CYBERSECURITY AND THE ELDERLY 3
connection to the internet and email accounts. This marked an increase in the prevalence rate of
the internet among the elderly (Goud, 2017).
Cybercriminals’ greatest asset is ignorance. They prey on people’s lack of knowledge to
manipulate us into falling for their tricks. If you carefully look into the OWASP top ten, you will
notice that most of the hacks are not on a network level instead they are in your applications.
Hackers focus on hacking the person, not the machine. They do this using phishing, pharming,
the man in the middle and social engineering techniques (Perkins, 2014). Additionally, they
exploit some of the system vulnerabilities using viruses, worms, spyware, and Trojans. While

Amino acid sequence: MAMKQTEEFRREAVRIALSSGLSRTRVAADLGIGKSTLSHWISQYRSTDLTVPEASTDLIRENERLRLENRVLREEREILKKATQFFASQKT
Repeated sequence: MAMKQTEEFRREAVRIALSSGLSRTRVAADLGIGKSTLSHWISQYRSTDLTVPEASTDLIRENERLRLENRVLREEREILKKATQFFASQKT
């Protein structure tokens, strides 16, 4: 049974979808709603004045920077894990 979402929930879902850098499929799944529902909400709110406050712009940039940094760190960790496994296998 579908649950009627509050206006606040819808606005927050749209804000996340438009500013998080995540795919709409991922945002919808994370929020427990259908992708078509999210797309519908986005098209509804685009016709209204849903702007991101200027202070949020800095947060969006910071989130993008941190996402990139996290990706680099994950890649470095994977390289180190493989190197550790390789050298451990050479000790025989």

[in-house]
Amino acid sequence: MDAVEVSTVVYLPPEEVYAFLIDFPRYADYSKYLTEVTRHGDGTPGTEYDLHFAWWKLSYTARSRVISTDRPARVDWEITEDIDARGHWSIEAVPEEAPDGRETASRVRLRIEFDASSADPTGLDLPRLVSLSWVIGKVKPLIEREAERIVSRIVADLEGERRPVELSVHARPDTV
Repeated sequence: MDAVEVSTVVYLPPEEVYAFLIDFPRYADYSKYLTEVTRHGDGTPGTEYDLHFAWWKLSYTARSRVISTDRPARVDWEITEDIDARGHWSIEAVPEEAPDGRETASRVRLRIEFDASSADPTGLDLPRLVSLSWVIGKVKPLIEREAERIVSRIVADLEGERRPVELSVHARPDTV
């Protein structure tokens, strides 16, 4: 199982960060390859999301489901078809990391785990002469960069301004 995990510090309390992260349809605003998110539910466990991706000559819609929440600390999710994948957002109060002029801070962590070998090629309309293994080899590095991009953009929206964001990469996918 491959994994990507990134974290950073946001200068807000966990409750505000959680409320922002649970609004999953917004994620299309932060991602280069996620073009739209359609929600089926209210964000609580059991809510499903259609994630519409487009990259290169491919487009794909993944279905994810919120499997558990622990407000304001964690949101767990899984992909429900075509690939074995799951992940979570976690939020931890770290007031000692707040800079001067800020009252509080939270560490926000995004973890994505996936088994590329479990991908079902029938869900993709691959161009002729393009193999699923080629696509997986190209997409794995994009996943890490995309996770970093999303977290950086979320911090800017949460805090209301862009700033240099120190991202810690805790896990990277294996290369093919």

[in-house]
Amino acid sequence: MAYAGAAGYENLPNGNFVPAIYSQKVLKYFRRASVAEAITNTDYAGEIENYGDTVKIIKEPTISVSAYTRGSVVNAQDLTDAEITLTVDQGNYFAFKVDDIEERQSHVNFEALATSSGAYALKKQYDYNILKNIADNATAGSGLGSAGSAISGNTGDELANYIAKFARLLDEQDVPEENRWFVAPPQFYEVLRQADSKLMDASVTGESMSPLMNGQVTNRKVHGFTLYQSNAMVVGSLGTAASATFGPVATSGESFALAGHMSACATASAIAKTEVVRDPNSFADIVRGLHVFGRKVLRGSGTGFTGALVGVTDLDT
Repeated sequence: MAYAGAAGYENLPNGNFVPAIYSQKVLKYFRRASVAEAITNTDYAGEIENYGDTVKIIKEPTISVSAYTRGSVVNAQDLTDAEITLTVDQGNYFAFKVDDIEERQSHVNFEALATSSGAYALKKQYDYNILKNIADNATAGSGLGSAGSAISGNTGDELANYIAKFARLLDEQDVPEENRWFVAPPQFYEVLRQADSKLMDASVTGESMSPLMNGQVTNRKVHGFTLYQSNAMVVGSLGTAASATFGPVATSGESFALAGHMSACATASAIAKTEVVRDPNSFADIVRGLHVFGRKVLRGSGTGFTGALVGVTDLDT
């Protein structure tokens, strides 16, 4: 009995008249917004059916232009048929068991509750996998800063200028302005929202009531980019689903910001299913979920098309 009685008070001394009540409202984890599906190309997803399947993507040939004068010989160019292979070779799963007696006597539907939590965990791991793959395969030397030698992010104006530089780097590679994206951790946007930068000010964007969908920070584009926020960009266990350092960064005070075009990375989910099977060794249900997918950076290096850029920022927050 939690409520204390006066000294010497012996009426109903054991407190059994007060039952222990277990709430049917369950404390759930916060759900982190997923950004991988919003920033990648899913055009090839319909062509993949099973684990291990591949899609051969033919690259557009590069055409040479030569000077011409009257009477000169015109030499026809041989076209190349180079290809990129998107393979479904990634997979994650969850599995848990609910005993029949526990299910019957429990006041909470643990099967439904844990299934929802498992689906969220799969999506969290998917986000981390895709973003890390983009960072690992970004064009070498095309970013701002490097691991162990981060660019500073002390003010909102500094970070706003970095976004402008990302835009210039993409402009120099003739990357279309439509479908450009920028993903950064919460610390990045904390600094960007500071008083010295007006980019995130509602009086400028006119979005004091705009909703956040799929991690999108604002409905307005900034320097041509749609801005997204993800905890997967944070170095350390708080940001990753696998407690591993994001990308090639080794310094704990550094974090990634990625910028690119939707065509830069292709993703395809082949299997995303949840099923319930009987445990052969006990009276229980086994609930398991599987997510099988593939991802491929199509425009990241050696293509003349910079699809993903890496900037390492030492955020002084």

tech companies have launched a full assault against such attacks people remain to be the easiest
targets, especially the elderly. So, given their lack knowledge in tech matters, the elderly can
protect themselves using some techniques (Perkins, 2014).
How the Elderly can Protect Themselves
At the center of cybercrime is personal information. Protecting this information is as
important as knowing how to use the technology itself. The elderly can protect their information
by; selecting strong passwords, that are made up of numbers, uppercase and lowercase letters and
symbols, use of privacy settings in social media platforms, avoiding sending personal
information via emails to businesses, avoiding to click on pop-ups in web and mobile
applications, installing good anti-virus applications into their devices, updating software
frequently and ignoring the so-called “free” gifts messages in websites (Perkins, 2014).
Additionally, the elderly can further protect themselves by visit only reliable websites when
looking for information on the web. This can be done by checking for sites ending with .edu or
.gov when seeking official information on matters. Also, when online banking, they should use